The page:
Inspired by what another announcer did with the iconic phrase "Let's get ready to rumble," the horse-racing announcer trademarked his popular phrase in 2012. The trademark infringement suit involves the unauthorized use of the phrase in a movie that has Bill Murray playing a retired, grumpy alcoholic who bets on horses. The lawsuit claims that the utterance of "And down the stretch they come!" by the unsavory character Murray plays in film tarnishes and damages the reputation of the announcer who owns the trademark for that phrase.

A claim involving BMW and trademark infringement

California brand owners may be interested in learning about a case involving car manufacturer BMW and a telecommunications company that registered with the same initials in its company name. This is something that is of particular interest to those with brands that are well-known around across the nation and around the world.

BMW issued the High Court in order to seek injunctions and declarations against the owner of the telecommunications company. The car manufacturer took this action even though the telecommunications company changed its name. Manufacturer executives felt that including these initials would misrepresent them. The auto manufacturer uses its trademark name for services and goods, including telecommunications. BMW used this to support their claim of trademark infringement.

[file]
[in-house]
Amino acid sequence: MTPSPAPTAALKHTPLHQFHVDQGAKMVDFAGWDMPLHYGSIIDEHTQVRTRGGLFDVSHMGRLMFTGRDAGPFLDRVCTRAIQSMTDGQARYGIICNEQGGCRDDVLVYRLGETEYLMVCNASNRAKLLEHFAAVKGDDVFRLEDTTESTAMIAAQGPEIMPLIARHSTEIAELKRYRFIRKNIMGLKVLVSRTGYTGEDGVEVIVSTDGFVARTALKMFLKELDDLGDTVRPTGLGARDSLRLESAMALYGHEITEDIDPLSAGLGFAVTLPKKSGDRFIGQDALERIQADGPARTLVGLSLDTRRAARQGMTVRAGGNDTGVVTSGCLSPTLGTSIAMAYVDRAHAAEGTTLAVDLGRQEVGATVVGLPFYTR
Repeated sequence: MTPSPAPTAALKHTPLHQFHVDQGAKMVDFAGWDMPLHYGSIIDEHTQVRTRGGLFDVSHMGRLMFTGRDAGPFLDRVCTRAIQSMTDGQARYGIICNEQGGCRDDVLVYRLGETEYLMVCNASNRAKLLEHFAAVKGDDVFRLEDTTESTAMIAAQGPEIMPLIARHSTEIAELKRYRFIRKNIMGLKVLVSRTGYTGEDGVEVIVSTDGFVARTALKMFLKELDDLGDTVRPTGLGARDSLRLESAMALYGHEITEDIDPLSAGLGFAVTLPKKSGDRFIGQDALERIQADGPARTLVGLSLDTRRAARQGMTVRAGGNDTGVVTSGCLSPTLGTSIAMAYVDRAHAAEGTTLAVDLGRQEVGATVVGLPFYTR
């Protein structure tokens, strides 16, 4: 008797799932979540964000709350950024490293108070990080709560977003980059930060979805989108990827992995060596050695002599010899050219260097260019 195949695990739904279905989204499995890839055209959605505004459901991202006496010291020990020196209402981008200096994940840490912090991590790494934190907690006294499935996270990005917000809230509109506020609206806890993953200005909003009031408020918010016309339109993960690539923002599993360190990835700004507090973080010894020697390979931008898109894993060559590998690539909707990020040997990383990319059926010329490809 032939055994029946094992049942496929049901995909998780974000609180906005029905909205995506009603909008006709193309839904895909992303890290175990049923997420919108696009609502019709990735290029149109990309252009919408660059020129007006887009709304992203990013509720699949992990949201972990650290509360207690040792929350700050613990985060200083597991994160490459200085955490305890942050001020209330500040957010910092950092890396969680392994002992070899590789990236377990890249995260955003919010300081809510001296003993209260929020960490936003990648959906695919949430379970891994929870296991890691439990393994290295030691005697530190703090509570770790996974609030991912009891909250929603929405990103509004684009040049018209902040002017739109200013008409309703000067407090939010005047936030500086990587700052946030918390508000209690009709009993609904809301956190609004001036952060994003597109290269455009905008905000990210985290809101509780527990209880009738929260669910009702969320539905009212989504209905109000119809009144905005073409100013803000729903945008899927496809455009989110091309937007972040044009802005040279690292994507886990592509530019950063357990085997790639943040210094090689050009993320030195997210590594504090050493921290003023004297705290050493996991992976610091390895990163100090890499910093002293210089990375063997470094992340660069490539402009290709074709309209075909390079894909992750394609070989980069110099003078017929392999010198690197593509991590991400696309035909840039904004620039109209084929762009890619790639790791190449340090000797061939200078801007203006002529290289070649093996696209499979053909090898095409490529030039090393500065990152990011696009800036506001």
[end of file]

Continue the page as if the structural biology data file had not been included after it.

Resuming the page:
Trademark infringement is on the rise

It's not unusual for California business owners to want to have something truly unique about their brand that's also legally protected. The World Intellectual Property Organization reports that the number of trademark application filings has spiked considerably. In 2017 alone, applications jumped 30 percent over the previous year. Because of the rise of trademark application filings, there is greater need to be diligent about screening, clearing, registering and watching trademarks.

Even with many brands being more cautious, infringement is on the rise. Any type of trademark infringement litigation has the potential to be devastating for a business, especially if a significant investment has already been made. A leading trademark research and brand protection firm conducted a survey in which 81 percent of respondents reported experiencing instances of infringement within the past year, a 10 percent increase from a survey conducted for the same purposes the year prior.

How to deal with sexual harassment claims as a business owner

Owning a business is hard work and can result in a high amount of stress. One of the greatest sources of stress is employee relations and how people get along with each other.

When one employee accuses another of sexual harassment, do you know how to deal with it? As a business owner, you set the tone for how the proceedings will go.